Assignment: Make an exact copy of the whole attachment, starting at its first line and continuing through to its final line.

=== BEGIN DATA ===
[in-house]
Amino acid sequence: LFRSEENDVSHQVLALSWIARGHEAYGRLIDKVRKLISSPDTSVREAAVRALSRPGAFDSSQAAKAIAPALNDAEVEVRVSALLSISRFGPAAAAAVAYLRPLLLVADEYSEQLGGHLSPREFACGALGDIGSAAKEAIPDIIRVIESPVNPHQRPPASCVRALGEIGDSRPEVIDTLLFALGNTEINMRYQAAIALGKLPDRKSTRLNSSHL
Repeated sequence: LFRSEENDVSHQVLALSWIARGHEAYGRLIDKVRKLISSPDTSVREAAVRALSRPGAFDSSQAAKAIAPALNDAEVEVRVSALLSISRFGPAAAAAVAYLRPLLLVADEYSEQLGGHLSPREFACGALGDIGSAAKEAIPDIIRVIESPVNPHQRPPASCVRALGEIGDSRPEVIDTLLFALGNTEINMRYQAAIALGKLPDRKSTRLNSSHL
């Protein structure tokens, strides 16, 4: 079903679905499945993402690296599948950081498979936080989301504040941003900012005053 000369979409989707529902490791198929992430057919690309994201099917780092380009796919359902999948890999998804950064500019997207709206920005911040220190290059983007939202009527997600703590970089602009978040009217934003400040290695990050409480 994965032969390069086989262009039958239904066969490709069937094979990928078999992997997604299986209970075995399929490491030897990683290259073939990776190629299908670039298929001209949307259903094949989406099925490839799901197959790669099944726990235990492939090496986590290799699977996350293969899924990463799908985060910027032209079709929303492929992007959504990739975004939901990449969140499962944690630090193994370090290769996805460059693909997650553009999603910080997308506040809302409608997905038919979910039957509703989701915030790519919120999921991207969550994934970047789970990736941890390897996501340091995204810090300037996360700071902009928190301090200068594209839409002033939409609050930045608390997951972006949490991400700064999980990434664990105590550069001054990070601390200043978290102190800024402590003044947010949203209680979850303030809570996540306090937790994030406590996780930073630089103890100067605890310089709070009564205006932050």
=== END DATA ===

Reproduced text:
[in-house]
Amino acid sequence: LFRSEENDVSHQVLALSWIARGHEAYGRLIDKVRKLISSPDTSVREAAVRALSRPGAFDSSQAAKAIAPALNDAEVEVRVSALLSISRFGPAAAAAVAYLRPLLLVADEYSEQLGGHLSPREFACGALGDIGSAAKEAIPDIIRVIESPVNPHQRPPASCVRALGEIGDSRPEVIDTLLFALGNTEINMRYQAAIALGKLPDRKSTRLNSSHL
Repeated sequence: LFRSEENDVSHQVLALSWIARGHEAYGRLIDKVRKLISSPDTSVREAAVRALSRPGAFDSSQAAKAIAPALNDAEVEVRVSALLSISRFGPAAAAAVAYLRPLLLVADEYSEQLGGHLSPREFACGALGDIGSAAKEAIPDIIRVIESPVNPHQRPPASCVRALGEIGDSRPEVIDTLLFALGNTEINMRYQAAIALGKLPDRKSTRLNSSHL
């Protein structure tokens, strides 16, 4: 079903679905499945993402690296599948950081498979936080989301504040941003900012005053 000369979409989707529902490791198929992430057919690309994201099917780092380009796919359902999948890999998804950064500019997207709206920005911040220190290059983007939202009527997600703590970089602009978040009217934003400040290695990050409480 994965032969390069086989262009039958239904066969490709069937094979990928078999992997997604299986209970075995399929490491030897990683290259073939990776190629299908670039298929001209949307259903094949989406099925490839799901197959790669099944726990235990492939090496986590290799699977996350293969899924990463799908985060910027032209079709929303492929992007959504990739975004939901990449969140499962944690630090193994370090290769996805460059693909997650553009999603910080997308506040809302409608997905038919979910039957509703989701915030790519919120999921991207969550994934970047789970990736941890390897996501340091995204810090300037996360700071902009928190301090200068594209839409002033939409609050930045608390997951972006949490991400700064999980990434664990105590550069001054990070601390200043978290102190800024402590003044947010949203209680979850303030809570996540306090937790994030406590996780930073630089103890100067605890310089709070009564205006932050």